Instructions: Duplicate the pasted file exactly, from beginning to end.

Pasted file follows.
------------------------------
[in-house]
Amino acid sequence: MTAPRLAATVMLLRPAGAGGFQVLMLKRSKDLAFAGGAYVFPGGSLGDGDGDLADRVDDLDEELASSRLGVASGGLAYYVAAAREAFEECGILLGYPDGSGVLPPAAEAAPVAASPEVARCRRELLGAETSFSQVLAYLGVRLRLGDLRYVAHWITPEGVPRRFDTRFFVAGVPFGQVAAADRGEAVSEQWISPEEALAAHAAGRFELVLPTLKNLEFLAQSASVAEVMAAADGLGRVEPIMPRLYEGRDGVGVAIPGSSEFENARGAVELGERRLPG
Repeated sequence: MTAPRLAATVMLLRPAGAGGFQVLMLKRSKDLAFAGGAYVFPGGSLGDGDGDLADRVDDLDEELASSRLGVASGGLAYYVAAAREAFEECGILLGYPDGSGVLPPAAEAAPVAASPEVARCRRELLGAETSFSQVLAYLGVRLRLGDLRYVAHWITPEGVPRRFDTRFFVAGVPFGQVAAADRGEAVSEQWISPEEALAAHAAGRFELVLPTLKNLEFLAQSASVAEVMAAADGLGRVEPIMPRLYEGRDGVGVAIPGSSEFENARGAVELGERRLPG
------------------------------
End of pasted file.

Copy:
[in-house]
Amino acid sequence: MTAPRLAATVMLLRPAGAGGFQVLMLKRSKDLAFAGGAYVFPGGSLGDGDGDLADRVDDLDEELASSRLGVASGGLAYYVAAAREAFEECGILLGYPDGSGVLPPAAEAAPVAASPEVARCRRELLGAETSFSQVLAYLGVRLRLGDLRYVAHWITPEGVPRRFDTRFFVAGVPFGQVAAADRGEAVSEQWISPEEALAAHAAGRFELVLPTLKNLEFLAQSASVAEVMAAADGLGRVEPIMPRLYEGRDGVGVAIPGSSEFENARGAVELGERRLPG
Repeated sequence: MTAPRLAATVMLLRPAGAGGFQVLMLKRSKDLAFAGGAYVFPGGSLGDGDGDLADRVDDLDEELASSRLGVASGGLAYYVAAAREAFEECGILLGYPDGSGVLPPAAEAAPVAASPEVARCRRELLGAETSFSQVLAYLGVRLRLGDLRYVAHWITPEGVPRRFDTRFFVAGVPFGQVAAADRGEAVSEQWISPEEALAAHAAGRFELVLPTLKNLEFLAQSASVAEVMAAADGLGRVEPIMPRLYEGRDGVGVAIPGSSEFENARGAVELGERRLPG